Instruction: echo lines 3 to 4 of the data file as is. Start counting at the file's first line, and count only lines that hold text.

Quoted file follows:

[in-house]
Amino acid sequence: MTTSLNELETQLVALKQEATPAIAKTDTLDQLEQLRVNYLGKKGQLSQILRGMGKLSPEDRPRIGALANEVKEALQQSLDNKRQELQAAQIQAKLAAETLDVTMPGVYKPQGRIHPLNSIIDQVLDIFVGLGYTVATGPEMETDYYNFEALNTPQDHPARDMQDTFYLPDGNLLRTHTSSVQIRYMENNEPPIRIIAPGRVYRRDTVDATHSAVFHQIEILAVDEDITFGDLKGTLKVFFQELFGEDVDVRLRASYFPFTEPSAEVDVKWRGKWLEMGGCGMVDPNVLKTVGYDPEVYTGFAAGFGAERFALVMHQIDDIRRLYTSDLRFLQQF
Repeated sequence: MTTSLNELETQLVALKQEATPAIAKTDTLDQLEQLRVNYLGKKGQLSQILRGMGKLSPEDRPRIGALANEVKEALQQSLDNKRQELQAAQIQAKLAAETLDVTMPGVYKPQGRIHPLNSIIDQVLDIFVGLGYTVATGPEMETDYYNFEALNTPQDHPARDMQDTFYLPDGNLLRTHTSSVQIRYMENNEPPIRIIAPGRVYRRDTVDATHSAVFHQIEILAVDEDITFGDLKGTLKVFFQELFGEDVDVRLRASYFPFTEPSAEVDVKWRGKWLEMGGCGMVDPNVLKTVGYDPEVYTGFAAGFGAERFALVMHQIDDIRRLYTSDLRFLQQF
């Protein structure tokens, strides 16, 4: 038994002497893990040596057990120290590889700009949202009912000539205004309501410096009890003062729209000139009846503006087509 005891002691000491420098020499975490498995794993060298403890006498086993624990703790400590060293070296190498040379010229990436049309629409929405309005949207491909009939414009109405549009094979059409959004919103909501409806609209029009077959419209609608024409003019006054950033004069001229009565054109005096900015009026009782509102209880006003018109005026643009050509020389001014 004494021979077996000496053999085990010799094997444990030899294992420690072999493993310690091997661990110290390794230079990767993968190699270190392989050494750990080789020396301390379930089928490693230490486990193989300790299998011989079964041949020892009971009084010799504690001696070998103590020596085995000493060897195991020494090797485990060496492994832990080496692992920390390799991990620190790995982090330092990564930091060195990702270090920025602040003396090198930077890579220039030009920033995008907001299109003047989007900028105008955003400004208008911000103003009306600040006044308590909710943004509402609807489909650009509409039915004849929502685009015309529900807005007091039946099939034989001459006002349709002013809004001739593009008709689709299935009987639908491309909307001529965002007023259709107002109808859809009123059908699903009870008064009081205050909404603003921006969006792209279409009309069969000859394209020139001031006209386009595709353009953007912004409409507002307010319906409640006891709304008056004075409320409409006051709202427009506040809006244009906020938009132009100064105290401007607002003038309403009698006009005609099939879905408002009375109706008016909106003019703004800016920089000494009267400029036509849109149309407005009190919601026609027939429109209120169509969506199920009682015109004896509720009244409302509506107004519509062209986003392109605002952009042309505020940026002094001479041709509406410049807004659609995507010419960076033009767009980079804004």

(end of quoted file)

Repeated sequence: MTTSLNELETQLVALKQEATPAIAKTDTLDQLEQLRVNYLGKKGQLSQILRGMGKLSPEDRPRIGALANEVKEALQQSLDNKRQELQAAQIQAKLAAETLDVTMPGVYKPQGRIHPLNSIIDQVLDIFVGLGYTVATGPEMETDYYNFEALNTPQDHPARDMQDTFYLPDGNLLRTHTSSVQIRYMENNEPPIRIIAPGRVYRRDTVDATHSAVFHQIEILAVDEDITFGDLKGTLKVFFQELFGEDVDVRLRASYFPFTEPSAEVDVKWRGKWLEMGGCGMVDPNVLKTVGYDPEVYTGFAAGFGAERFALVMHQIDDIRRLYTSDLRFLQQF
């Protein structure tokens, strides 16, 4: 038994002497893990040596057990120290590889700009949202009912000539205004309501410096009890003062729209000139009846503006087509 005891002691000491420098020499975490498995794993060298403890006498086993624990703790400590060293070296190498040379010229990436049309629409929405309005949207491909009939414009109405549009094979059409959004919103909501409806609209029009077959419209609608024409003019006054950033004069001229009565054109005096900015009026009782509102209880006003018109005026643009050509020389001014 004494021979077996000496053999085990010799094997444990030899294992420690072999493993310690091997661990110290390794230079990767993968190699270190392989050494750990080789020396301390379930089928490693230490486990193989300790299998011989079964041949020892009971009084010799504690001696070998103590020596085995000493060897195991020494090797485990060496492994832990080496692992920390390799991990620190790995982090330092990564930091060195990702270090920025602040003396090198930077890579220039030009920033995008907001299109003047989007900028105008955003400004208008911000103003009306600040006044308590909710943004509402609807489909650009509409039915004849929502685009015309529900807005007091039946099939034989001459006002349709002013809004001739593009008709689709299935009987639908491309909307001529965002007023259709107002109808859809009123059908699903009870008064009081205050909404603003921006969006792209279409009309069969000859394209020139001031006209386009595709353009953007912004409409507002307010319906409640006891709304008056004075409320409409006051709202427009506040809006244009906020938009132009100064105290401007607002003038309403009698006009005609099939879905408002009375109706008016909106003019703004800016920089000494009267400029036509849109149309407005009190919601026609027939429109209120169509969506199920009682015109004896509720009244409302509506107004519509062209986003392109605002952009042309505020940026002094001479041709509406410049807004659609995507010419960076033009767009980079804004």